Life on the ranch was lonely. Entertainment was gained mostly through reading. The partners relished the arrival of letters from home, newspapers, and magazines (The Atlantic and Harper). The partners told stories, played cards and wrote to family members and their significant others back home. Occasionally, a sheep herder or cook would be employed with a musical talent of singing or playing a banjo or fiddle. Visiting neighbors’ ranches provided a woman’s touch to their conversations and dining enjoyment. Ever so often, the partners would be invited to dances which proved to be foreign to the men. They were not accustomed to “square dancing” and that “casual” conversations rarely took place.
A post office was established in Knickerbocker in 1881. E.M. Grinnell was the first postmaster. A store, a bunkhouse and two family homes were built in Knickerbocker. In 1890 Knickerbocker had two saloons, two hotels, three general stores, and a cotton gin, stage line stables, a tuberculosis sanitarium, a blacksmith shop, two schools and two churches. Joseph, along with his brother, Oliver and J.B. Etheridge operated Tweedy Mercantile Company.
Joseph went east to marry Elizabeth Ayres Mellick. They took the stagecoach to San Angelo from San Antonio and ox wagon to the ranch. Elizabeth (Lillie) would be instrumental in: donating land to build church. Elizabeth organized a Sunday school (Yokebearers). She would provide the music on a portable organ. Most social activities were centered within the church. She would become a member of the National Society Daughters of the American Revolution and the Twentieth Century Club.
Joseph and Elizabeth had four children. They were Lawrence Leslie, Andrew Mellick, Joseph Lord, and Elizabeth (Bess) Tweedy. The Tweedys lived at the ranch, Quarters #1 at Fort Concho, 17 N. Randolph and 1303 South Park.
The original settlers found the Knickerbocker area an ideal place to maintain their culture of self sufficiency. They shared their knowledge of the land with the newcomers. They provided a solid support system by assisting them in harvesting crops, construction of barns, pens, fences, shearing sheep, and working livestock.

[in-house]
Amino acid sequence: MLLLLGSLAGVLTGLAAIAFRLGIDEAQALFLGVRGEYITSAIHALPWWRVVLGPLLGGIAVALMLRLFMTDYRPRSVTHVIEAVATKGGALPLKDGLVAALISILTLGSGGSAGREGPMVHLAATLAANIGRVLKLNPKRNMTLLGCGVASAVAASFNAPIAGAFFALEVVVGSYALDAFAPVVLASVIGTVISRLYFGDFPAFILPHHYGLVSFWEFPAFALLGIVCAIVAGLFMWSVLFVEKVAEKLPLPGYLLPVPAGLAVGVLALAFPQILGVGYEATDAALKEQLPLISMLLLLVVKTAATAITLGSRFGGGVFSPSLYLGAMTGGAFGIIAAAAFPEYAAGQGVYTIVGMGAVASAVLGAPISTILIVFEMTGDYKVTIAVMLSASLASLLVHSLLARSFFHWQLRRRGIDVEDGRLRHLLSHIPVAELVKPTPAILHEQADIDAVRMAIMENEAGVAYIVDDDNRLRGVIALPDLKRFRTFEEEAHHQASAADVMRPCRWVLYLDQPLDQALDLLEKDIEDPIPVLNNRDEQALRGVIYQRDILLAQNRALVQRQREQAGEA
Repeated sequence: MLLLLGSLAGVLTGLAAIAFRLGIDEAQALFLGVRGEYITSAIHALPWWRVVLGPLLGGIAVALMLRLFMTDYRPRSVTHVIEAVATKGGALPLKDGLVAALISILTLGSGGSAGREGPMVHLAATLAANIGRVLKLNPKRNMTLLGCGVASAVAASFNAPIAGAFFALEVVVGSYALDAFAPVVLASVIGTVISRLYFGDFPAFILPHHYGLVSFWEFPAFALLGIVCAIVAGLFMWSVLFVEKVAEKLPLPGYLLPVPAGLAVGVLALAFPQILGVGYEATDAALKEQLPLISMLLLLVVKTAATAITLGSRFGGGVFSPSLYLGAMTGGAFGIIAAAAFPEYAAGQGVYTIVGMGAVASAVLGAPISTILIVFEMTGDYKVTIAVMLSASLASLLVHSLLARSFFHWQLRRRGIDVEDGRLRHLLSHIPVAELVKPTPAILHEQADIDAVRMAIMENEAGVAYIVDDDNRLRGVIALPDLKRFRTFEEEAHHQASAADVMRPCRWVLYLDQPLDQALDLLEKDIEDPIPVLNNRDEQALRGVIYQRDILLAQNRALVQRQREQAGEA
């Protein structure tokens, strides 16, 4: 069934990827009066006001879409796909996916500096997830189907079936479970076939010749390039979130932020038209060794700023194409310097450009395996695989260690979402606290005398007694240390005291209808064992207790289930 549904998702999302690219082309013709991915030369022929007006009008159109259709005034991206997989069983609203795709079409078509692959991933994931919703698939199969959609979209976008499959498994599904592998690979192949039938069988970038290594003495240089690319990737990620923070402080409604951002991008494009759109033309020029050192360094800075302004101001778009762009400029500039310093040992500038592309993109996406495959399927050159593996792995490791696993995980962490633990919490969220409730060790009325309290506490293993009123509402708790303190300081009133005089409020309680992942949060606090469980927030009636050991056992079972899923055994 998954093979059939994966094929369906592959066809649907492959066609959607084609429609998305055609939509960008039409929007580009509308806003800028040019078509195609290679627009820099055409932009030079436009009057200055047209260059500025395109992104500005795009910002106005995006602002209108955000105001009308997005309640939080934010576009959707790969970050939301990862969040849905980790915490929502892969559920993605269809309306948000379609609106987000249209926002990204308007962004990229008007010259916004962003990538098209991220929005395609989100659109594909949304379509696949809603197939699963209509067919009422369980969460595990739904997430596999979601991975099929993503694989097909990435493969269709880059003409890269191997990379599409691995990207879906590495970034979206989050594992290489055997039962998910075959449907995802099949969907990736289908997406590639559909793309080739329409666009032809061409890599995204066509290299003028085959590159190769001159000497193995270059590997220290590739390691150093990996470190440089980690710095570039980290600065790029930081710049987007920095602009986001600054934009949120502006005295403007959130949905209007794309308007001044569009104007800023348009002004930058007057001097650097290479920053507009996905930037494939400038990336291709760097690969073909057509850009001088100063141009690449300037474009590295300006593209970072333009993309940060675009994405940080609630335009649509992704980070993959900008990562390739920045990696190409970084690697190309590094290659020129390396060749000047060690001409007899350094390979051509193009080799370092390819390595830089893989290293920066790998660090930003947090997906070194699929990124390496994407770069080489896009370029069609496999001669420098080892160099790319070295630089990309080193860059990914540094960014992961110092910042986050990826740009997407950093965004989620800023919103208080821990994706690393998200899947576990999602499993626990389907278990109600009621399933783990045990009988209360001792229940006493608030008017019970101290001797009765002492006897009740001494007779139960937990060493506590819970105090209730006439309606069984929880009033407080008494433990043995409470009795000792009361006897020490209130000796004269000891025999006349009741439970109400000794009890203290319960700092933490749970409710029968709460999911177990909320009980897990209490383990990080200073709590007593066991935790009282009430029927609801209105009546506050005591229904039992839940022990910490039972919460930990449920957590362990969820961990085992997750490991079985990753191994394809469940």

Bernabe Martinez and his wife, Maria Del Refugio Jordon settled on Dove Creek in 1876 from Mexico. Bernabe was a tailor, coffin maker, blacksmith and a musician. Their children contributed to the success of Knickerbocker. Three generations of the Martinez family have worked on the ranch. Their expertise and friendship have been a cherished thread in the Tweedy history.
In 1884, the collapse of the wool prices broke up the Knickerbocker
Ranch partnership. L.L. Grinnell had passed away. Morgan Grinnell moved back to New York. Barlow Reynolds went to Nebraska to work for the Chicago, Burlington and Quincy Railroad. Joseph sold off much of his holdings saving a part of the original ranch along Dove Creek. Joseph would form the San Jose Irrigation and Power Co. The power company would supply water for 1500 acres of farmland on Dove Creek.
Joseph, along with R.B. Sanderson, Charles Metcalf, David Williams, and others organized the first Wool Growers Association. Joseph would serve as its first president. Joseph budded pecans along Dove Creek, was a volunteer weather observer, an early day county commissioner, assistant postmaster, alderman on the city council, was a founding member of the Emmanuel Episcopal Church. He went to Washington to obtain a federal building for San Angelo.
Elizabeth Mellick Tweedy died in San Angelo on September 7, 1921. Joseph Tweedy died in San Angelo on January 28, 1928. They are buried in Hillside Cemetery in Plainfield, New Jersey.
The ranch was managed and operated by Joseph and Elizabeth Tweedy, Elizabeth (Bess) Tweedy Flowers, Joseph Lord and Eva Tweedy, Mellick and Florence Tweedy, Joseph (Jose) Tweedy, Lawrence L. Tweedy II, Malcolm Tweedy, Andrew and Louise Tweedy, John Tweedy, Elizabeth and Edwin Sykes and Edwin Sykes III. The ranch is still in existence under the names of the Knickerbocker Ranch operated by Drew Sykes and the Tweedy Ranch operated by Sandra Tweedy.
Joseph Tweedy had a deep love and appreciation for his family and the ranch. His letters home revealed a close family connection. His devotion to family has been handed down through time and remains a common thread.
Generations gather every five years to celebrate the past and present.